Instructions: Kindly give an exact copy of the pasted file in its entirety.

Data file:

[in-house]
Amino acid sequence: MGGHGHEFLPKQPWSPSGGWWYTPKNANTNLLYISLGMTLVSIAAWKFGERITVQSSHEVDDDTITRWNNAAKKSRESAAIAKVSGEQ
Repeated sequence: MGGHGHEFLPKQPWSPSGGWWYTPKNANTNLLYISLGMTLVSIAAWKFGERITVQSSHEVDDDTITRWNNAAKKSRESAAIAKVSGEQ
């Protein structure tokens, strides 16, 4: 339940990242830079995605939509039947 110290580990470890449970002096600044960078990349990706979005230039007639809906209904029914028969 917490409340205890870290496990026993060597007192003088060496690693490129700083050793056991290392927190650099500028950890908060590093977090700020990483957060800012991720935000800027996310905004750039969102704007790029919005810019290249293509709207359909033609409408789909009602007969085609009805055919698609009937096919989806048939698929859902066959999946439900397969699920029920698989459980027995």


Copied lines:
[in-house]
Amino acid sequence: MGGHGHEFLPKQPWSPSGGWWYTPKNANTNLLYISLGMTLVSIAAWKFGERITVQSSHEVDDDTITRWNNAAKKSRESAAIAKVSGEQ
Repeated sequence: MGGHGHEFLPKQPWSPSGGWWYTPKNANTNLLYISLGMTLVSIAAWKFGERITVQSSHEVDDDTITRWNNAAKKSRESAAIAKVSGEQ
């Protein structure tokens, strides 16, 4: 339940990242830079995605939509039947 110290580990470890449970002096600044960078990349990706979005230039007639809906209904029914028969 917490409340205890870290496990026993060597007192003088060496690693490129700083050793056991290392927190650099500028950890908060590093977090700020990483957060800012991720935000800027996310905004750039969102704007790029919005810019290249293509709207359909033609409408789909009602007969085609009805055919698609009937096919989806048939698929859902066959999946439900397969699920029920698989459980027995």